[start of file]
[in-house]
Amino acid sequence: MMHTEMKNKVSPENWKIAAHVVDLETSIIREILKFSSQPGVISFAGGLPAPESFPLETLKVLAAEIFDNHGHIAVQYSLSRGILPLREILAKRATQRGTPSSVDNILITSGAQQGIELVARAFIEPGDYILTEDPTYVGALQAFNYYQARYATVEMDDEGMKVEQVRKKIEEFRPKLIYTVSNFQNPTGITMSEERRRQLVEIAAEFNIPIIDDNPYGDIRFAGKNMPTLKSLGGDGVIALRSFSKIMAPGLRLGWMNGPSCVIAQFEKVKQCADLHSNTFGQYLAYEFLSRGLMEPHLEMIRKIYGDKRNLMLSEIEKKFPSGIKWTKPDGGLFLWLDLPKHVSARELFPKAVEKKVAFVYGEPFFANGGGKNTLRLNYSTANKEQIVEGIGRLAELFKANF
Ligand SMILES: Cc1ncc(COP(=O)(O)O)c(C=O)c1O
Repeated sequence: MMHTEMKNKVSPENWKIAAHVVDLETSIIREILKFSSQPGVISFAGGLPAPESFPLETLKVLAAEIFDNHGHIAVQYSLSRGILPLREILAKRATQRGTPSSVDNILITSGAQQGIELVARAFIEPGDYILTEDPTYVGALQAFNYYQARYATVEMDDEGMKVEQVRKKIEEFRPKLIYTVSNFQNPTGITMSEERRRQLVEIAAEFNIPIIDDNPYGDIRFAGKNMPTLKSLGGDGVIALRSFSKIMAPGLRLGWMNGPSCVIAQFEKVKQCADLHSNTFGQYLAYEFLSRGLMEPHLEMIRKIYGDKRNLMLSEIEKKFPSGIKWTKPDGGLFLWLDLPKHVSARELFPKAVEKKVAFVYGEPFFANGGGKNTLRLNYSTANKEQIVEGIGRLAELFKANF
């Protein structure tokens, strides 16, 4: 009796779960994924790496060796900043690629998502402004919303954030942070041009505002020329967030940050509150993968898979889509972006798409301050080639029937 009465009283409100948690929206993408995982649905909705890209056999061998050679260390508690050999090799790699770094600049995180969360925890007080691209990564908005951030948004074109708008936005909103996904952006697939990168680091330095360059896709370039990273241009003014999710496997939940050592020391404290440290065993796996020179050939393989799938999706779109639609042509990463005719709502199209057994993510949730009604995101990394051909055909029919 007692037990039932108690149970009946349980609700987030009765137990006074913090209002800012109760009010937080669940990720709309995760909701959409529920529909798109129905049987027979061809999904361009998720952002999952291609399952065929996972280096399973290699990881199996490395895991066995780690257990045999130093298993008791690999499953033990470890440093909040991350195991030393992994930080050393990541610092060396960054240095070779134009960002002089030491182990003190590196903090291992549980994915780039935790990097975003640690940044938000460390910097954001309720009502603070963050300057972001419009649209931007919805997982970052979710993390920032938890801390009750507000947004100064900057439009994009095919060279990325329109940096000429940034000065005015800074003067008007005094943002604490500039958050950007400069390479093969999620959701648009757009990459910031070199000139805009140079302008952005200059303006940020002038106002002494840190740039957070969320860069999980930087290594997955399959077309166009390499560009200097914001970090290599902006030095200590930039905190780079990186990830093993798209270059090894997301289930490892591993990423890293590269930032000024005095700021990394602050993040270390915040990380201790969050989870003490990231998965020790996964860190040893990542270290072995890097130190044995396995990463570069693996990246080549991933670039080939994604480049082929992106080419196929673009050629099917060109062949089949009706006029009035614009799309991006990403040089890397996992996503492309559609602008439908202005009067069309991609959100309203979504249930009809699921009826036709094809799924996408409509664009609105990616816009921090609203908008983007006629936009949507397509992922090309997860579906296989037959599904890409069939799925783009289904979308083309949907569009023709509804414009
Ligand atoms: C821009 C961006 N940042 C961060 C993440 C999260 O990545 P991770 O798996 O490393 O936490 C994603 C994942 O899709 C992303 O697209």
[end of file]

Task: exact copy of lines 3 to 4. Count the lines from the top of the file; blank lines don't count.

Ligand SMILES: Cc1ncc(COP(=O)(O)O)c(C=O)c1O
Repeated sequence: MMHTEMKNKVSPENWKIAAHVVDLETSIIREILKFSSQPGVISFAGGLPAPESFPLETLKVLAAEIFDNHGHIAVQYSLSRGILPLREILAKRATQRGTPSSVDNILITSGAQQGIELVARAFIEPGDYILTEDPTYVGALQAFNYYQARYATVEMDDEGMKVEQVRKKIEEFRPKLIYTVSNFQNPTGITMSEERRRQLVEIAAEFNIPIIDDNPYGDIRFAGKNMPTLKSLGGDGVIALRSFSKIMAPGLRLGWMNGPSCVIAQFEKVKQCADLHSNTFGQYLAYEFLSRGLMEPHLEMIRKIYGDKRNLMLSEIEKKFPSGIKWTKPDGGLFLWLDLPKHVSARELFPKAVEKKVAFVYGEPFFANGGGKNTLRLNYSTANKEQIVEGIGRLAELFKANF